topbar

Articles

If it is Not a Gift, is it Always an Investment?

In a recent case called Nishi v. Rascal Trucking Ltd., the Supreme Court of Canada turned its focus to a long-established legal concept known as the “purchase money resulting trust”, which aims to provide clear rules in situations where money is transferred from one person to a second, who then uses it to buy real estate or other property.

In such money-transfer scenarios there is usually one of two outcomes: 1) the money is an outright gift from one person to the other; or 2) the person giving the money intends to take title to the property and essentially invest in it. But for “grey area” situations involving unrelated individuals (i.e. not family members), if the money is neither clearly a gift nor clearly an investment then the purchase money resulting trust concept steps in to make a presumption that the person advancing the money intended to take title and therefore a “beneficial interest”, unless the evidence shows otherwise. In those cases a legal trust is imposed on the money, with the person who received it being deemed to hold it on behalf of the person who transferred it. The Supreme Court described the concept this way:

A purchase money resulting trust arises when a person advances funds to contribute to the purchase price of property, but does not take legal title to that property. Where the person advancing the funds is unrelated to the person taking title, the law presumes that the parties intended for the person who advanced the funds to hold a beneficial interest in the property in proportion to that person’s contribution. This is called the presumption of resulting trust.

In Nishi, the particular money transfer under contention fell into that “grey area”: at the time it was made, the parties’ respective intentions and expectations were not clear. The court was therefore asked to consider whether a purchase money resulting trust arose.

The background facts were a little complex: Rascal Trucking Ltd. (“Rascal”) leased a two-acre property from the eventual seller, and used the land to operate a topsoil-processing facility. After the noise and dust sparked complaints from neighbours, the City declared the facility a nuisance and removed the topsoil. It then added the $110,679.74 in clean-up costs to the seller’s property’s tax bill, which was already in arrears. Rascal never reimbursed the seller directly for the topsoil removal costs.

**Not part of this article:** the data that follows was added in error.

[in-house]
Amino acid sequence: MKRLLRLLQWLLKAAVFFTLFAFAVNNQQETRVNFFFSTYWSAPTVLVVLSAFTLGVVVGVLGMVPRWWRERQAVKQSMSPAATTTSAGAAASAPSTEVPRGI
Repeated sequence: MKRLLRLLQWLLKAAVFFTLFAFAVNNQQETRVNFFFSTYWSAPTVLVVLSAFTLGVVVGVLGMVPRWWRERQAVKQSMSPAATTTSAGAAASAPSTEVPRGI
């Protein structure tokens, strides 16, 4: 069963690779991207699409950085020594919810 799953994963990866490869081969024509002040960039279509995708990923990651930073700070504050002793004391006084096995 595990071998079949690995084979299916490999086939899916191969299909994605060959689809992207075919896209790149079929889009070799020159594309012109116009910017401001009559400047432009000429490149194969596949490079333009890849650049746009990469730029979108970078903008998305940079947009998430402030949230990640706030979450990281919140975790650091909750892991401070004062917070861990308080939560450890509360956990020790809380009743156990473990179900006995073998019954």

The seller, meanwhile, ran into financial difficulties. In light of its existing mortgage obligations and the newly-increased tax arrears amount, it decided that there was no equity left in the property. It stopped making mortgage payments, which in turn triggered foreclosure proceedings. The mortgagee ended up having to pay the tax arrears.

Rascal’s principal then made several unsuccessful overtures to buy the property himself. Eventually, a third party named Nishi bought it for about $240,000, but Rascal contributed $110,679.74 toward the purchase price – which was the exact amount, to the penny, of increase in the tax arrears imposed by the City for cleanup. Rascal sent various proposals to Nishi, detailing the precise legal effect and intent behind this financial contribution, but the parties did not really come to terms. In the end, Nishi took sole title to the property notwithstanding Rascal’s financial outlay.

Not surprisingly, a dispute arose as to the true nature of Rascal’s contribution to the purchase price. Rascal claimed a 50 percent undivided interest; the trial judge dismissed that claim but it was overturned on later appeal.

The Supreme Court of Canada agreed with the trial judge, and held that Rascal had no legally-established interest in the property; Nishi remained the sole title-holder.

In this scenario the law presumed that Rascal, as a party unrelated to Nishi, had contributed the funds with the intention of obtaining a beneficial interest in the property, in proportion to the monetary contribution made. That legal presumption could be rebutted by Nishi; normally that was accomplished by proving on the balance of probabilities that at the time of the funds transfer, Rascal intended the money to be a gift to Nishi.

That was not exactly the case here, though. While it could not be said that Rascal intended to forgo any beneficial interest, it was also true that the transfer of the $110,679.74 was motivated by Rascal’s desire to make good on its original obligation to the seller for the clean-up costs on the tax bill. Correspondence between the parties showed that the transfer was made without conditions. Overall, Rascal’s advance of funds was not inconsistent with a legal gift, which was enough to rebut the presumption of purchase money resulting trust, leaving Rascal without a claim to a legal beneficial interest in the land. Nishi v. Rascal Trucking Ltd., 2013 (SCC).